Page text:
John Maynard Keynes Quotes - Keynes Said It

Letter sent to Lytton Strachey: "I find Economics increasingly satisfactory, and I think I am rather good at it. I want to manage a railway or organise a Trust, or at least swindle the investing public."

After working for a year at the Revenue, Statistics and Commerce Department of the India Office: "I'm thoroughly sick of this place and would like to resign. Now the novelty has worn off I'm bored nine-tenths of the time and rather unreasonably irritated the other tenth whenever I can't have my own way"

Letter sent to Duncan Grant: "You have not, I suppose, ever mixed with politicians at close quarters. They are awful... their stupidity is inhuman...."

In the first year of World War One: "I am absolutely and completely desolated. It is utterly unbearable to see day by day the youths going away, first to boredom and discomfort, and then to slaughter."

Keynes to Britain's Finance Minister, David Lloyd George: "With the utmost respect, I must, if asked for my opinion, tell you that I regard your account as rubbish."

On the Russian Revolution: "I was immensely cheered and excited by the Russian news. It's the sole result of the war so far worth having... I see not the remotest chance, however, of any pro-Tsar counter-revolution..."

Letter sent to his mother: "Well the only course open to me is to be buoyantly bolshevik; and as I lie in bed this morning I reflect with a good deal of satisfaction that, because our rulers are as incompetent as they are mad and wicked, one particular era of a particular kind of civilization is very nearly over."

The Economic Consequences of the Peace: "Lenin is said to have declared that the best way to destroy the Capitalist System was to debauch the currency. By a continuing process of inflation, governments can confiscate, secretly and unobserved, an important part of the wealth of their citizens. By this method they not only confiscate, but they confiscate arbitrarily; and, while the process impoverishes many, it actually enriches some. The sight of this arbitrary rearrangement of riches strikes not only at security, but at confidence in the equity of the existing distribution of wealth."

Essays in Persuasion: This progressive deterioration in the value of money through history is not an accident, and has had behind it two great driving forces - the impecuniosity of Governments and the superior political influence of the debtor class.

Essays in Persuasion: "Thus inflation is unjust and deflation is inexpedient. Of the two perhaps deflation is, if we rule out exaggerated inflations such as that of Germany, the worse; because it is worse, in an impoverished world, to provoke unemployment than to disappoint the rentier. But it is necessary that we should weigh one evil against the other. It is easier to agree that both are evils to be shunned."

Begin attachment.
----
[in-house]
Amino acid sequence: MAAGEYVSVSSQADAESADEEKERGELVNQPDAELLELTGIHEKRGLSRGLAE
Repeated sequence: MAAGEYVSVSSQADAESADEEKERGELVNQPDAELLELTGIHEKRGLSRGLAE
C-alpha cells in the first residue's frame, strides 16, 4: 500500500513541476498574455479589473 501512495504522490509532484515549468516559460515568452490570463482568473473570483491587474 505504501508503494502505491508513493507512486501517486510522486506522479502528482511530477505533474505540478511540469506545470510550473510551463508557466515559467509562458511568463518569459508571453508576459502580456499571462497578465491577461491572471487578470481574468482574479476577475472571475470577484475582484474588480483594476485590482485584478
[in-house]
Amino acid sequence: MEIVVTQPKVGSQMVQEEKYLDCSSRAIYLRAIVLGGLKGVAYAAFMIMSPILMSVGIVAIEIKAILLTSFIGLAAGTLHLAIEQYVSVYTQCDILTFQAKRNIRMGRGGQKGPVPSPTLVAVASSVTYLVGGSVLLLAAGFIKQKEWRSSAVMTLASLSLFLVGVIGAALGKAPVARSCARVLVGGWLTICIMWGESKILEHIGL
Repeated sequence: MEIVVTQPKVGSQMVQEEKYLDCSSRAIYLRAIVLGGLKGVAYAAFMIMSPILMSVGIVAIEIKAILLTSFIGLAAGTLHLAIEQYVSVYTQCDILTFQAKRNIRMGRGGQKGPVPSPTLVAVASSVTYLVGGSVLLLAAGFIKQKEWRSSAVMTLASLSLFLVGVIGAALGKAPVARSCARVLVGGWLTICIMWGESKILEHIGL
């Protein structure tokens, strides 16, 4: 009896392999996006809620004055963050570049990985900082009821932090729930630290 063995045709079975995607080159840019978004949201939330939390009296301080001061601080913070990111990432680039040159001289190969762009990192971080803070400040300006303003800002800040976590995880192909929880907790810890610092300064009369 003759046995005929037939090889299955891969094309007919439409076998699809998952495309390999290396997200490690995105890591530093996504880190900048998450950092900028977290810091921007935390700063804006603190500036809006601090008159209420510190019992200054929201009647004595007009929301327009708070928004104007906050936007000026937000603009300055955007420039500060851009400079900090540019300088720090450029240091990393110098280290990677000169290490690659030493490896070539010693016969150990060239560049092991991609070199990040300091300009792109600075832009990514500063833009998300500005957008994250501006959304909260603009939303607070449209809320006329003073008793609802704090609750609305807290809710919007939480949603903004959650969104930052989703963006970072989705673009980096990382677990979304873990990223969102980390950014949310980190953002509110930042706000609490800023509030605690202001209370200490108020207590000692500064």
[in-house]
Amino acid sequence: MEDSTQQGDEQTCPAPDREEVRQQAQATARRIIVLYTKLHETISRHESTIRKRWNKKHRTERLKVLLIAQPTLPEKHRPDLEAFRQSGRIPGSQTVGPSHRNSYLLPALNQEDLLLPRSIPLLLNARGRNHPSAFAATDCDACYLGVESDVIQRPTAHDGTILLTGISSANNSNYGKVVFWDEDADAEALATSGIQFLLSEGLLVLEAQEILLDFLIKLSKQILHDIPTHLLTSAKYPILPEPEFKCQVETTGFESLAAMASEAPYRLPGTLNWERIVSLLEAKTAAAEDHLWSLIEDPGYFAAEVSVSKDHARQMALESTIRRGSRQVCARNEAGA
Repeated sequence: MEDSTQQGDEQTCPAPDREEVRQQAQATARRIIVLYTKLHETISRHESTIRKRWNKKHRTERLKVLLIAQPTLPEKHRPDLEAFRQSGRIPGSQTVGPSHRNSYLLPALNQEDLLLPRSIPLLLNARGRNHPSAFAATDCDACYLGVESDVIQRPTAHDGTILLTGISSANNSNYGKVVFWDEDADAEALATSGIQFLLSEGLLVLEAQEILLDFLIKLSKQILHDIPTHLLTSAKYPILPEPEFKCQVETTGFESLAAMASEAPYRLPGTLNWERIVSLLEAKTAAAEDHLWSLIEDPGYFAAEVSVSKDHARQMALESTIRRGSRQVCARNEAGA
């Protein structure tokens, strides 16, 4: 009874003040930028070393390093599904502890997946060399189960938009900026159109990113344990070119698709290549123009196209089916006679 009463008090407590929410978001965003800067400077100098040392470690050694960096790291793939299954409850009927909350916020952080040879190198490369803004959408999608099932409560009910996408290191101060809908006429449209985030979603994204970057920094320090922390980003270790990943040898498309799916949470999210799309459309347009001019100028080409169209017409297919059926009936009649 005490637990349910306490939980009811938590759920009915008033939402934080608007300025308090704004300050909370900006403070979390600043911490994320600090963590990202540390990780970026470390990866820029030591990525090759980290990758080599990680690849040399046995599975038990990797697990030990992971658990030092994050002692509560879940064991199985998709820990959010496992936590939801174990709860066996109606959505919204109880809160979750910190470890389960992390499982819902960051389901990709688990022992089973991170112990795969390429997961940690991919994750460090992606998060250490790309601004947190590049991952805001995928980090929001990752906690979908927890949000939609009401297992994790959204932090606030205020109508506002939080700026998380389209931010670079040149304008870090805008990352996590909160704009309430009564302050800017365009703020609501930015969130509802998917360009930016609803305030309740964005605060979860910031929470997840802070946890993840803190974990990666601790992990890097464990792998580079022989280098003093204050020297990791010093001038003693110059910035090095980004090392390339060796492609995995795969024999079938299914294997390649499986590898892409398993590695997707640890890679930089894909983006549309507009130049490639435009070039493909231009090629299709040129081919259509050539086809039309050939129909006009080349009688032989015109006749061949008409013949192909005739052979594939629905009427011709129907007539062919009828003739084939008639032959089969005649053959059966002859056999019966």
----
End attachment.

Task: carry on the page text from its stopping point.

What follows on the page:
The End of Laissez-Faire: "The important thing for Government is not to do things which individuals are doing already, and to do them a little better or a little worse; but to do those things which at present are not done at all."

Letter to George Bernard Shaw: "I believe myself to be writing a book on economic theory which will largely revolutionize - not, I suppose, at once but in the course of the next ten years - the way the world thinks about economic problems."

Letter to F. C. Scott: "As time goes on, I get more and more convinced that the right method in investment is to put fairly large sums into enterprises which one thinks one knows something about and in the management of which one thoroughly believes."

The General Theory of Employment, Interest and Money: "It is astonishing what foolish things one can temporarily believe if one thinks too long alone, particularly in economics."

The General Theory of Employment, Interest and Money: "Speculators may do no harm as bubbles on a steady stream of enterprise. But the position is serious when enterprise becomes the bubble on a whirlpool of speculation. When the capital development of a country becomes a by-product of the activities of a casino, the job is likely to be ill-done... The introduction of a substantial government transfer tax on all transactions might prove the most serviceable reform available, with a view to mitigating the predominance of speculation over enterprise in the United States."

Keynes’s standard reply to uninvited correspondence: "Dear X, thank you for sending me your article/paper/book. I shall lose no time in reading it, yours sincerely J.M.K.

The General Theory of Employment, Interest and Money: "The spectacle of modern investment markets has sometimes moved me towards the conclusion that to make the purchase of an investment permanent and indissoluble, like marriage, except by reason of death or other grave cause, might be a useful remedy for our contemporary evils. For this would force the investor to direct his mind to the long-term prospects and to those only."

King's College Estate Committee Report: "Investing is an activity of forecasting the yield over the life of the asset; speculation is the activity of forecasting the psychology of the market."

Letter to The Times: "The intelligentsia of the Left were the loudest in demanding that the Nazi aggression should be resisted at all costs. When it comes to a showdown, scarce four weeks have passed before they remember that they are pacifists and write defeatist letters to your columns, leaving the defence of freedom and civilization to Colonel Blimp and the Old School Tie, for whom Three Cheers."

To Henry Clay: "I find myself more and more relying for a solution of our problems on the invisible hand which I tried to eject from economic thinking twenty years ago."